A Conversation for Condoms
milchflasche Started conversation Apr 5, 2004
Just thought I'd add a bit on some of the tests the manufacturers do on condoms. The tests are mostly destructive so they only test a random sample in each lot, given the reasonable assumption that if a few of the condoms in a batch run (using the same process and raw materials) were okay, then the rest of them probably are too.
Length test - the condom is rolled over a vaguely penis-shaped object with length markings down the side. It is stretched a little bit first (no more than 20mm though) to get any creases or wrinkles out.
Width test - the condom is laid flat over a ruler so that its ends are dangling on either side of the ruler. One side of the condom is lined up to the zero marking on the ruler, and the width is measured on the other side.
Lubrication amount test - the condom is weighed with lubrication on. The lubrication is then removed by washing it in isopropanol, and weighed again. The difference in mass is the amount of lubrication on the condom.
Thickness test - the condom is cut open to a flat shape and at least three samples are die-cut from it. (That is, a press tool is used to cut out three bits of rubber.) These are washed in isopropanol and weighed. A calculation using the area and mass of the samples, and the density of latex rubber is used to determine the thickness.
Stretch test - a sample is cut from the condom in a similar way to the thickness test, and then stretched until it breaks. The length at which it breaks and the force required to do this is recorded.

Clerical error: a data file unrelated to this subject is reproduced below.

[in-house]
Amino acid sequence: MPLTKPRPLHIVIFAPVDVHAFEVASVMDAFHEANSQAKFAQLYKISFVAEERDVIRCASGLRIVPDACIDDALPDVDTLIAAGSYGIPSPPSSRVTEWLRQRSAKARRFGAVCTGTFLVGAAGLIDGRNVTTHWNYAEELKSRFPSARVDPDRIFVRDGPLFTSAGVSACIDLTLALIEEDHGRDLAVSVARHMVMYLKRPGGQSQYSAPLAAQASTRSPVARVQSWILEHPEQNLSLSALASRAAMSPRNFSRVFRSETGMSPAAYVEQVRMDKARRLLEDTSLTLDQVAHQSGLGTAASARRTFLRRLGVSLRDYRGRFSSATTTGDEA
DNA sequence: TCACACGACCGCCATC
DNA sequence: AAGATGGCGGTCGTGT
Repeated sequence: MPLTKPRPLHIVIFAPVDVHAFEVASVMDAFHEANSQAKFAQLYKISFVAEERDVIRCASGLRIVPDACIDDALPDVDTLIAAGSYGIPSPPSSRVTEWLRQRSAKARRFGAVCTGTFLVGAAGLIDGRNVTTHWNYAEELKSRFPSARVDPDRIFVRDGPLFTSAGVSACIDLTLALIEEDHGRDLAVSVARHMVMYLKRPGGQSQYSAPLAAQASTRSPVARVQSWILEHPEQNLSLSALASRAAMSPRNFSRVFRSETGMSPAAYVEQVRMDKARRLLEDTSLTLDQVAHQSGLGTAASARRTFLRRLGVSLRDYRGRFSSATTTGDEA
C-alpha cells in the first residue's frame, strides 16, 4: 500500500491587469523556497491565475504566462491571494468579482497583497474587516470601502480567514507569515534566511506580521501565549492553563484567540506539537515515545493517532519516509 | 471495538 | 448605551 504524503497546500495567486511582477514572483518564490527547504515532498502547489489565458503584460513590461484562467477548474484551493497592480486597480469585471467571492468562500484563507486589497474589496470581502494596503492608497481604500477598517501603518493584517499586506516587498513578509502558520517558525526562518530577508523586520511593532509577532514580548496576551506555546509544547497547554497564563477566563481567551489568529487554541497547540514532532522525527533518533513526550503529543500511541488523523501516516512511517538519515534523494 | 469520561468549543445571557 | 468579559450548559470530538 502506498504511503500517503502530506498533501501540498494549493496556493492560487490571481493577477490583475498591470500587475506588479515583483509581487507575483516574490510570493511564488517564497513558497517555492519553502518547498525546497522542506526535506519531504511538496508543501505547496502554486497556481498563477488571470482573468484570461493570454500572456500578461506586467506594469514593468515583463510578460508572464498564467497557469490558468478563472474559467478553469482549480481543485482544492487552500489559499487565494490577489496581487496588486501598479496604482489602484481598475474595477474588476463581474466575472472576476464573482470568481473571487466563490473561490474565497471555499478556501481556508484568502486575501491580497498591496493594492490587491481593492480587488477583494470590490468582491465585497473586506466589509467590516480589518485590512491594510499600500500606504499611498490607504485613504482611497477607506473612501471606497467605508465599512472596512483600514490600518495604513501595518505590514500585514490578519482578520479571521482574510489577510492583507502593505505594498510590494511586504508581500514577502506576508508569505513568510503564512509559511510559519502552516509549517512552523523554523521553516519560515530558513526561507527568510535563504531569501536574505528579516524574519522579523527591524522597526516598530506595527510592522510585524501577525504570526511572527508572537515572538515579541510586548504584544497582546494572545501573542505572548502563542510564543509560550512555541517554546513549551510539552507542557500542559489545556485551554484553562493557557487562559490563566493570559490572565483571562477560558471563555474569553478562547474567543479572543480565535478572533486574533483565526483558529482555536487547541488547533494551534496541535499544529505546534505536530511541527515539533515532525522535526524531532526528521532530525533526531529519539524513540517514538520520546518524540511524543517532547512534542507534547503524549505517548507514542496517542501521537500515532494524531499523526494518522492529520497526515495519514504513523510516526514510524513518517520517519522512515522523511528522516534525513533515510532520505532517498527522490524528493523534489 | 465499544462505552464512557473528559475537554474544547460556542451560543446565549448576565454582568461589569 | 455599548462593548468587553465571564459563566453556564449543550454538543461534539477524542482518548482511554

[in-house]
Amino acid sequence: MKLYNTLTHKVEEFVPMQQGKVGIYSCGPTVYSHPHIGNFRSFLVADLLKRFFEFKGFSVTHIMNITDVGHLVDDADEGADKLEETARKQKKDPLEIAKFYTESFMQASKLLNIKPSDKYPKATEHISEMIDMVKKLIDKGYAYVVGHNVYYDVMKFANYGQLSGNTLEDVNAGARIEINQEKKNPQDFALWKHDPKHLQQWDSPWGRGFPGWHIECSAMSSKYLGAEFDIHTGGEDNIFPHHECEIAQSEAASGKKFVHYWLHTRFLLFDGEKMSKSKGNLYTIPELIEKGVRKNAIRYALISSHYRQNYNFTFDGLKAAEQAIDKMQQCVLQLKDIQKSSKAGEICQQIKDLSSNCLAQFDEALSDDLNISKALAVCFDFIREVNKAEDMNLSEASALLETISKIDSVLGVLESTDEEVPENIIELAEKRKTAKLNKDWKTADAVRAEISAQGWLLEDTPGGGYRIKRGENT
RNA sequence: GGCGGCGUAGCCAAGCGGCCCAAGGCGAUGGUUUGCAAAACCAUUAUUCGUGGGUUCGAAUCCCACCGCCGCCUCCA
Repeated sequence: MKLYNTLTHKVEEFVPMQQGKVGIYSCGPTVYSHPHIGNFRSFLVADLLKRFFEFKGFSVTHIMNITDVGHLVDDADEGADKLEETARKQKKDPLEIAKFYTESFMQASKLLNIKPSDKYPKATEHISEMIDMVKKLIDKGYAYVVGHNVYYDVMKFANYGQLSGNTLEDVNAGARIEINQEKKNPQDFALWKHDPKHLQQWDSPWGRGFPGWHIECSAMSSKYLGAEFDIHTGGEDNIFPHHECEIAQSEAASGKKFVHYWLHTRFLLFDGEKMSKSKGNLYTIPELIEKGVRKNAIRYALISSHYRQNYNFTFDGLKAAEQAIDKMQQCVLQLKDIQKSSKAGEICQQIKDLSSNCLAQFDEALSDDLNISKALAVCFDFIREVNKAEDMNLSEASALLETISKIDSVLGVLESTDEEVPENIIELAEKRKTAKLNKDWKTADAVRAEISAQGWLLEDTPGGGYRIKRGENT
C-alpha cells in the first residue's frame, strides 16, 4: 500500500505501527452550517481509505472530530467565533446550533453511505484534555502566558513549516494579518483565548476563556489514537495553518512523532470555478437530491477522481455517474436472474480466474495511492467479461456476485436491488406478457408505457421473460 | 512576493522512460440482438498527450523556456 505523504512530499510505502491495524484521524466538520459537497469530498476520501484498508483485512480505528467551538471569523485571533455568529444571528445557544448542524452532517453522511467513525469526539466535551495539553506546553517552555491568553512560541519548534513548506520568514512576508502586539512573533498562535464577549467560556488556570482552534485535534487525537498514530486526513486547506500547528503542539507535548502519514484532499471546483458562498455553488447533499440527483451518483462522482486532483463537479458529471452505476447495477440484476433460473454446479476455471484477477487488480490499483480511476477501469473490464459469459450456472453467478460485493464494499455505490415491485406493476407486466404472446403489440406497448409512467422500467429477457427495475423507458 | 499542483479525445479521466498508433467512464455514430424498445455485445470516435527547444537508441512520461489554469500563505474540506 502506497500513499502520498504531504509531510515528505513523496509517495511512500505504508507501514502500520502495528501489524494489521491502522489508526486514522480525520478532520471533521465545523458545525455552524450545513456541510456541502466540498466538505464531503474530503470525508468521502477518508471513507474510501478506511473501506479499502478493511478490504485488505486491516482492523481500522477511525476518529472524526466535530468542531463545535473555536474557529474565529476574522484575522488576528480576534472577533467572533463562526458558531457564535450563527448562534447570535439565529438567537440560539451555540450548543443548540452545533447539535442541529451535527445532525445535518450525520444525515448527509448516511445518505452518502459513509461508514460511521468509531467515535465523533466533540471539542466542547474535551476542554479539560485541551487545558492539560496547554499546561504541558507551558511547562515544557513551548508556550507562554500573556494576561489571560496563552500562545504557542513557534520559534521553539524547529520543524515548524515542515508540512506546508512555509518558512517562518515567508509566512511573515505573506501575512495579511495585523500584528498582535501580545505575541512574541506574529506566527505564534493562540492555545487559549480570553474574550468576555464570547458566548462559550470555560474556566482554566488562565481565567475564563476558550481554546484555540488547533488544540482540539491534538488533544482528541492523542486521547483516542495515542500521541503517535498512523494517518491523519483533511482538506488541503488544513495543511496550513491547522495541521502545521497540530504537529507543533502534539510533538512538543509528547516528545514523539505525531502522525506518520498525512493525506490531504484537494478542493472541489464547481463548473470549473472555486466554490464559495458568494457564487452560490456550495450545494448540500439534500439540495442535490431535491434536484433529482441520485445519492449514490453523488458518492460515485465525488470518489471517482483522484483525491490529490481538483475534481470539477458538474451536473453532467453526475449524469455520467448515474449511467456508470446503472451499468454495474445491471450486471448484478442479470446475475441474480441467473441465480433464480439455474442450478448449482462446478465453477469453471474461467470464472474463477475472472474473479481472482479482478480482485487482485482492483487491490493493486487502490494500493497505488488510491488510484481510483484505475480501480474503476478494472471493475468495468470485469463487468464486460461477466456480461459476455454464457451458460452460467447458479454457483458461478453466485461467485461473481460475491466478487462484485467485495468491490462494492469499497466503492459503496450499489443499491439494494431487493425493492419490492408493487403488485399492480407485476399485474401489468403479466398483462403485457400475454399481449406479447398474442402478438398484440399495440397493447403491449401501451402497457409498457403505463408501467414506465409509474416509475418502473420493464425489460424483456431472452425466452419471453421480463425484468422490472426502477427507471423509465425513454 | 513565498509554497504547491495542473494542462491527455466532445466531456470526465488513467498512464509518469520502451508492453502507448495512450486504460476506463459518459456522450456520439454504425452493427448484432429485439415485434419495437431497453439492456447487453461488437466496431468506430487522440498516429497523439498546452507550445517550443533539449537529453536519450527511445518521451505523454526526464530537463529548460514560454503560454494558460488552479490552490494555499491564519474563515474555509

Burst test - the condom is filled with air until it bursts, and the volume and pressure at the burst point are recorded. This is carried out under a controlled temperature using dry air. If the condom leaks before it bursts, it fails the test.
Hole test - the condom is filled with some volume of water and examined visibly for leaks. If none are seen, it is rolled on absorbant paper, which is examined to see if it picked up any water. Another method used with this one to check for holes is to fill and immerse the condom in an electrolyte, using it to separate two electrodes. If a voltage is measured across the two electrodes the condom must be allowing the electrolyte to conduct, and therefore has holes.
Oven test - the condom, including its packaging, is cooked in an oven for some period of time. It is then removed and tested as above. This is used to determine shelf life by artificially aging the condom.
It's a lot more involved than I've described but if you want to know more read the standards. They're referenced in the article.
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